Note: More to Life with Faith and Lois is designed to be heard, not read. We hope you’ll listen to the audio, which includes emotion and emphasis that won’t be on this page. Our transcripts are generated with speech recognition software and may contain errors. 

 

Lois                        

Welcome to the podcast, More to Life with Faith and Lois.

Faith                   

I’m Faith

Lois                          

And I’m Lois.

Faith                      

Our podcast explores life’s many transitions that inspire and daunt us.

Lois                       

Hi Faith.

Faith

Hi Lois. It’s so – I don’t know – it’s exciting to be here today.

Lois                         

Yes. And it’s been an inspiring week with all of our words has been, I don’t know about you, but I’ve had to numerous times literally stop the words like in my mouth behind my tongue teeth and just hold them in there and wait for the right things to say. And I understood my pausing as being there for a reason, but I just wanted to think it through a little bit better. And it was awkward at times, but I was trying to practice what we were working on last week with the power of our words.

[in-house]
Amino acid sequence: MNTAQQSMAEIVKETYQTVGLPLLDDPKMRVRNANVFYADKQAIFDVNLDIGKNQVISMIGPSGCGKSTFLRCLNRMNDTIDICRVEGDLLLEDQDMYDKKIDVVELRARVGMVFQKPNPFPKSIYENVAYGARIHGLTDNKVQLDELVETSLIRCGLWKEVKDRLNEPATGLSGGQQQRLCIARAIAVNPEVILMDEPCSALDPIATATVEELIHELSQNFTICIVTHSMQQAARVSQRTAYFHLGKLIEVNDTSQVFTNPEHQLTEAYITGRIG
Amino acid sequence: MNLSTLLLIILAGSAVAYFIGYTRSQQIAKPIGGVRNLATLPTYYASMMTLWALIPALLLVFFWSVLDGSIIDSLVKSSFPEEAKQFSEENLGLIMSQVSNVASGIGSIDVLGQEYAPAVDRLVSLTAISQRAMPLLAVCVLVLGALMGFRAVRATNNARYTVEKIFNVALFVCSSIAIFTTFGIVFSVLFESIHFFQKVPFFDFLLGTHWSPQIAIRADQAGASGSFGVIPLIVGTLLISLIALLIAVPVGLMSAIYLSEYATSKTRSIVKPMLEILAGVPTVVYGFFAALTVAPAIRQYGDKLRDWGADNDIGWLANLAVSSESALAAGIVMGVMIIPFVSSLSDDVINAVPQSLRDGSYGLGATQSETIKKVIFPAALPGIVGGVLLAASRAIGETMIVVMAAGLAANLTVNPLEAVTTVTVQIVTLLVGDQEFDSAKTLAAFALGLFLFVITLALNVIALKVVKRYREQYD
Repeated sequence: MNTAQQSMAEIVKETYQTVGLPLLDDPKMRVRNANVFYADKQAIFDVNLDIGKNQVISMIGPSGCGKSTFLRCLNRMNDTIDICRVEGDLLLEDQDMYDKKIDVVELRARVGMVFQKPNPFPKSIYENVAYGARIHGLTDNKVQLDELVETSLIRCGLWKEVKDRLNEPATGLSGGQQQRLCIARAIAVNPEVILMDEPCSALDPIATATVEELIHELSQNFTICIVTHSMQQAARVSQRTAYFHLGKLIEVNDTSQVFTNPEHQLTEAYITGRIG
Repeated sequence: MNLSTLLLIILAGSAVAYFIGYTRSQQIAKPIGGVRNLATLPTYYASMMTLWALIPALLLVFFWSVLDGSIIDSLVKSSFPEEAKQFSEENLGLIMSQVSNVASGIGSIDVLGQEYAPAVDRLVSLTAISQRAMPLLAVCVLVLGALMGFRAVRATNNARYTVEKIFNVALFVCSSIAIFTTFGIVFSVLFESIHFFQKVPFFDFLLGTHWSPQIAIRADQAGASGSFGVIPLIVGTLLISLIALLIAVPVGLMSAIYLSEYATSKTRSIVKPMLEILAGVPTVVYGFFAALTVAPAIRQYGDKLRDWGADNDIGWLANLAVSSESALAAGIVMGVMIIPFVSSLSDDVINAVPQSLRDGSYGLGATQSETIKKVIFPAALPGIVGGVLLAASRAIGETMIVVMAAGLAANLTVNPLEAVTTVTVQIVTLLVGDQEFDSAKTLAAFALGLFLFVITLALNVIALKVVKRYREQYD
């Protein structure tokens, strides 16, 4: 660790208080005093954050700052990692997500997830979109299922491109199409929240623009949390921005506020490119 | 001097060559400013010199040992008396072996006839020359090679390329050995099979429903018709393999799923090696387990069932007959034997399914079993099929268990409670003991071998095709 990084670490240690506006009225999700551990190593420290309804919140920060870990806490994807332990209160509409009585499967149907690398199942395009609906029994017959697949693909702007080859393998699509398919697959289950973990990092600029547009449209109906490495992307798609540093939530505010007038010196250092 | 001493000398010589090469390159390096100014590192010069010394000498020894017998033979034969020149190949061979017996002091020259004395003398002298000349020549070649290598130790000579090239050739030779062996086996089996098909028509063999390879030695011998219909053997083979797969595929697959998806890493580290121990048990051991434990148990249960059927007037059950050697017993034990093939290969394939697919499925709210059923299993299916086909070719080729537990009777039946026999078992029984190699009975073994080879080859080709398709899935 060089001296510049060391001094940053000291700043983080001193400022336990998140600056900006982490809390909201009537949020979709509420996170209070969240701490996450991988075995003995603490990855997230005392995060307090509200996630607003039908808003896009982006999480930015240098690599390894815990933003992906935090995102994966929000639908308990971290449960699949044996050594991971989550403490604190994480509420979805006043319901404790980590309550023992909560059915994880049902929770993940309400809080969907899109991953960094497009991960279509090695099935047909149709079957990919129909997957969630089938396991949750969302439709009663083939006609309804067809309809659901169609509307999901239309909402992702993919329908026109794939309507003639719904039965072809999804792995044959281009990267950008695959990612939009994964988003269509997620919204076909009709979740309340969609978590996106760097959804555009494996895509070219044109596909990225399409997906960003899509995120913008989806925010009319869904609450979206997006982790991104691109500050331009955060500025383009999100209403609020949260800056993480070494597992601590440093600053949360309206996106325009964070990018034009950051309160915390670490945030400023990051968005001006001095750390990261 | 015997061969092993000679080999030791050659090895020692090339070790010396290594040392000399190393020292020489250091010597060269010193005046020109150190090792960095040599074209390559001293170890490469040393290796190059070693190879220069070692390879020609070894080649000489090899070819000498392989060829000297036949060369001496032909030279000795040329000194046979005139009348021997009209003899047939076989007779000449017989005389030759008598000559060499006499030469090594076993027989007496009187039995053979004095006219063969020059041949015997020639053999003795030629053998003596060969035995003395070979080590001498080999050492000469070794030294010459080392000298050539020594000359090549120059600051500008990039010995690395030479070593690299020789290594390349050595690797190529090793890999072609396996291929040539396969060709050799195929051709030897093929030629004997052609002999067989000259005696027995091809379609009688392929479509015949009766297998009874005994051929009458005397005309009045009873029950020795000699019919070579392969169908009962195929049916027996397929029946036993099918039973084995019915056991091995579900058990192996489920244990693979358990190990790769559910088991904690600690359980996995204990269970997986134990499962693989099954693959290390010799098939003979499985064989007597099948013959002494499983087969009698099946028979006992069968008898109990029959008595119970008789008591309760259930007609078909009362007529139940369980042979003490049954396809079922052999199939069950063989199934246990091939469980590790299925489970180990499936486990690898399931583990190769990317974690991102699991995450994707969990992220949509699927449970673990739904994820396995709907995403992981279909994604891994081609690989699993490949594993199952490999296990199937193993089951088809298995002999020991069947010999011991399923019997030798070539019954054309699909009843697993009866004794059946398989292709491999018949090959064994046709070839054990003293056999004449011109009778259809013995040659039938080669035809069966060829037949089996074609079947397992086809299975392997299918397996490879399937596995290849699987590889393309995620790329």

Faith                    

Yeah, practice makes perfect.

Lois                        

Well, because I know that we have all been impacted by what other people say to us and instead we’re trying to flip it and say, well, what are you saying to the other person? Right. So anyway, it’s not easy. And I tried as big week for me because no problem is one of my big things. If somebody texts me and running late, oh no problem. When I was challenged last week, well what if you just said, oh, it’ll be great to see you when you do come. Oh, what a different shift that would make instead of no problem. So anyway, I’m working on that still. So if you would like to share this podcast, we would really like you to do that on whatever platform you’re listening to us on because it means a lot and rate it. If you would go through and just every now and then just give us a, a five star rating of course. But anyway, but if you were to do that, that would be really helpful. And also our newsletter, which is on our website, you can go there anytime you want. You can sign up for our newsletter, you can watch our videos, you can read our blogs and you can listen to our podcasts. You know, there’s so many things that steer us away from what we want to be doing in our lives. That’s why we knew at some point we would have to encounter this next podcast, which is Episode 77. Transition: The Impact of Distraction.

Faith                     

Boy do we get distracted in life. There’s so many things that can take us away and redirect our purpose and what we were intending to do and we want to touch on that. And there’s the negative context that oftentimes that comes to mind with distraction. But there’s also the positive and we’re going to step into that as well.